I spent most of that Saturday at youth baseball fields where my nine-year old son started a new season.  Their was the smell of hot dogs, the sounds of baseball mixed with the shrieks and giggles and voices of kids both on and off the field.  There was a season last summer, but even with masks one could see the pained look on adult’s faces.  Much of that is now gone and so are masks.


Later that evening, as a family, we headed downtown to visit Ramones.  This was something we did last summer but the same change was noticeable.  Yes, masks are still worn inside Ramones but just walking around downtown licking our cones everything seems more vibrant.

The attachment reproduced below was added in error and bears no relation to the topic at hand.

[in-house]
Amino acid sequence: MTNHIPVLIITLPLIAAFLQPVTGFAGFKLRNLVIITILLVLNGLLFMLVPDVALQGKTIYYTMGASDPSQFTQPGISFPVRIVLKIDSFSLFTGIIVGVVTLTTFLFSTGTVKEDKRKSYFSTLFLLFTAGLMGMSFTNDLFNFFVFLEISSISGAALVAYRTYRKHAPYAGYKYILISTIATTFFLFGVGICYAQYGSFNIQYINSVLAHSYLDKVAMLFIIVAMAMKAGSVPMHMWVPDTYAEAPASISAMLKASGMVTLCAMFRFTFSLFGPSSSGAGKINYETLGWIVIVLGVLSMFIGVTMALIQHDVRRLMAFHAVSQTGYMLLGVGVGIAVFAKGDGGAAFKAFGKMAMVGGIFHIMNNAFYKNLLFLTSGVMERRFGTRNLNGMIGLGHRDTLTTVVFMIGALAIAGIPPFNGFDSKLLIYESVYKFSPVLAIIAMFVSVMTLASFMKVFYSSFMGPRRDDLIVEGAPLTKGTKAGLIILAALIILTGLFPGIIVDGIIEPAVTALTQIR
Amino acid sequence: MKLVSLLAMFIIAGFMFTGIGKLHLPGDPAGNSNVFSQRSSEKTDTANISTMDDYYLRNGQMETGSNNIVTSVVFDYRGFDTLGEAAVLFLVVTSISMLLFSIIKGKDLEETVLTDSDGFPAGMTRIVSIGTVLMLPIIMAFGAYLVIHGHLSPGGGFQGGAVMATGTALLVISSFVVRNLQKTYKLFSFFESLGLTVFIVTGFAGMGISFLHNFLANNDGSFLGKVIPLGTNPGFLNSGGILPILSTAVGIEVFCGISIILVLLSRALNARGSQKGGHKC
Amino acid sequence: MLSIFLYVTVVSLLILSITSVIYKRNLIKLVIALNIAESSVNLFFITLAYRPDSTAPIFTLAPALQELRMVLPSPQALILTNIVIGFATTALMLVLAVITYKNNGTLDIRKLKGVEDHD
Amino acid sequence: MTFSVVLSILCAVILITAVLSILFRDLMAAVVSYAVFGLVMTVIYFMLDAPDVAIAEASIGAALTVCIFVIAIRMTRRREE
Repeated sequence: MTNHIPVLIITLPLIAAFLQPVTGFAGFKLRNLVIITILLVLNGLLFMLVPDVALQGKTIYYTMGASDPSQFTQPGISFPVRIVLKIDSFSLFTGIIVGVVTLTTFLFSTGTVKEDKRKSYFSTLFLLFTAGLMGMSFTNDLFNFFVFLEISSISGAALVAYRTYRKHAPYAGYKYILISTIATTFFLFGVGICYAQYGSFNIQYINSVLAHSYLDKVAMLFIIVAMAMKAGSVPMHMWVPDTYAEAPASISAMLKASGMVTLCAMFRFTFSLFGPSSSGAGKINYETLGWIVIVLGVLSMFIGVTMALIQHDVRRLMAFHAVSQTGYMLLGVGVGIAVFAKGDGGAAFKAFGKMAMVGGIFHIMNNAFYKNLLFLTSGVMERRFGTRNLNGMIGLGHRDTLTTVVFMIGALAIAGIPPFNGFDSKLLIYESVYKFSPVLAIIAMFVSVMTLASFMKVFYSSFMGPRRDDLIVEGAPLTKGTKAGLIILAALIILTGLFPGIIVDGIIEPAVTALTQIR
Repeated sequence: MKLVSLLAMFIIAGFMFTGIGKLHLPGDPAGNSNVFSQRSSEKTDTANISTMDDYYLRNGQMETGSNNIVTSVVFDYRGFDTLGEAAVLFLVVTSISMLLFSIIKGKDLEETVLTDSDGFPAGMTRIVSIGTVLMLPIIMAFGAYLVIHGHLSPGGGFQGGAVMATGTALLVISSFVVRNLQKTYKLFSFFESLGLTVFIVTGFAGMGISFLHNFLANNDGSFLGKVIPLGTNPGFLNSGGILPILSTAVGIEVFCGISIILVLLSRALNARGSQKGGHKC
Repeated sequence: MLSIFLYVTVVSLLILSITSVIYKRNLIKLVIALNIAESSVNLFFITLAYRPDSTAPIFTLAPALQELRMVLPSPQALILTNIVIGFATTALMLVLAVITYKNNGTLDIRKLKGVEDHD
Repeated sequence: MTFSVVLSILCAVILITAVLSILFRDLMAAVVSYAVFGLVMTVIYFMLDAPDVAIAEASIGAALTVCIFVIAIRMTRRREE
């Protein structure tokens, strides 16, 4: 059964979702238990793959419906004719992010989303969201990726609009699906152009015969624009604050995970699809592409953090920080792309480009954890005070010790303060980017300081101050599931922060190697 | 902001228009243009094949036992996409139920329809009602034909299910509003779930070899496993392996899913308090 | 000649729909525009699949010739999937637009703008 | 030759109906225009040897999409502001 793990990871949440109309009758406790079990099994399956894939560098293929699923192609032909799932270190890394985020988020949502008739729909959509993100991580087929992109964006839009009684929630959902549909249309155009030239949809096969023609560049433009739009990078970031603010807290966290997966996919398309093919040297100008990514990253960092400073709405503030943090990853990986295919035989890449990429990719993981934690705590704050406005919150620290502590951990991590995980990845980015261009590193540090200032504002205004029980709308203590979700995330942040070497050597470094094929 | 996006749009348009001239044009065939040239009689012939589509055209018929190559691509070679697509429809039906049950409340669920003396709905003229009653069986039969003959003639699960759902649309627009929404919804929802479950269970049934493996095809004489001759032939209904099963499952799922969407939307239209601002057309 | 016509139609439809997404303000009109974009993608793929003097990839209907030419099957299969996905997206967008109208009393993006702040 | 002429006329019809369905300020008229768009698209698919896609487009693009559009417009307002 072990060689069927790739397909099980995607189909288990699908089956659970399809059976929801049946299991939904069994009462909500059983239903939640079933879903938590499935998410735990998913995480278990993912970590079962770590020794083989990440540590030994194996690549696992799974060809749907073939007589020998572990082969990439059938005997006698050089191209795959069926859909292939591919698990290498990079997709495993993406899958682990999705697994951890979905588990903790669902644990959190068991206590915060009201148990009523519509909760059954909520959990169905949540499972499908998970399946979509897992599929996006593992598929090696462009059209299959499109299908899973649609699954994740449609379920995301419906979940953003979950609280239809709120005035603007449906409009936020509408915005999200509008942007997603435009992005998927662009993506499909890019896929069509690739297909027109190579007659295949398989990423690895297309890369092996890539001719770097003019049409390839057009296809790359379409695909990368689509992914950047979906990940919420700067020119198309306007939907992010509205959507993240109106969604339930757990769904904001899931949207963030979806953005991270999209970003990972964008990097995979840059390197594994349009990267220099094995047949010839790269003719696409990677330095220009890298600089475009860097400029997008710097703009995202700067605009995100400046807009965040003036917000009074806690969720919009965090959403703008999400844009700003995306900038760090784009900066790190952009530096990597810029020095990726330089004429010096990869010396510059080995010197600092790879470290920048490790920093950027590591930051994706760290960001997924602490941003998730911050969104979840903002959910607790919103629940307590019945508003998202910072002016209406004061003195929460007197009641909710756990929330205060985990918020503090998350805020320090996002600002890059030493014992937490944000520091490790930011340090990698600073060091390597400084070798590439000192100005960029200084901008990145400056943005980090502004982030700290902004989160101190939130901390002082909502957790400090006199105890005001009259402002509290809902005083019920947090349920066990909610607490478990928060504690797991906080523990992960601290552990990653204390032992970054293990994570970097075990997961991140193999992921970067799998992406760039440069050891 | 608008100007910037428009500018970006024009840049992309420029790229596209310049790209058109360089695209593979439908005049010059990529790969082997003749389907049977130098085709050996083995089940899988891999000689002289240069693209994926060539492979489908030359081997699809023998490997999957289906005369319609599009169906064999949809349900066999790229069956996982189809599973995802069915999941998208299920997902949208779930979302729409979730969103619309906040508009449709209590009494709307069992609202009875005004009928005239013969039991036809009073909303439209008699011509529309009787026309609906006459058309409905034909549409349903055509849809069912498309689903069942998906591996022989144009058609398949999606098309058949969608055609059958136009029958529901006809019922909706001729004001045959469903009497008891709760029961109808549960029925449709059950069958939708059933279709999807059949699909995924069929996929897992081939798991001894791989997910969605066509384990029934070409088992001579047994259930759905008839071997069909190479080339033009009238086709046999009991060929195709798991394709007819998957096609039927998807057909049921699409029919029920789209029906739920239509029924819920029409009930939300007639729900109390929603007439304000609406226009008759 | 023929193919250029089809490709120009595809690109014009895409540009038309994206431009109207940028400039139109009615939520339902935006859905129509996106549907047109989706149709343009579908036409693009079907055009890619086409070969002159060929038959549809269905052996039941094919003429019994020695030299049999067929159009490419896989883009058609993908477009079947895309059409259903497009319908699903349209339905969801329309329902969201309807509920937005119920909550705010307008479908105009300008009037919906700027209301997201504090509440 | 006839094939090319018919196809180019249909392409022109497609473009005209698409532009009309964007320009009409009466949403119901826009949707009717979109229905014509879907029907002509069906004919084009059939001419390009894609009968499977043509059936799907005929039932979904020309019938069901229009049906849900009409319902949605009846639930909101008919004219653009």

In the subsequent two weeks that have passed since, it’s become more the acceptable societal norm to go “mask-less” again.  This is not to say those who continue to wear masks are wrong (or cautious to a fault) nor is it to say the point of wearing masks was fruitless all these month (because it wasn’t) but the tide has turned. 


The discontinuation of weekly media briefings from Lieske Giese as of this month is also a subtle, yet powerful, step in a return to a more accepted level of life.


COVID still exists and sadly it’ll continue to wreck havoc on lives locally, regionally and nationally.  Continue to take precautions as necessary and most importantly be respectful of others.


Yet, I submit for consideration that we’ll look back at this time as when -cliché as it may be- we awoke in parallel with the spring season we are now fully immersed in.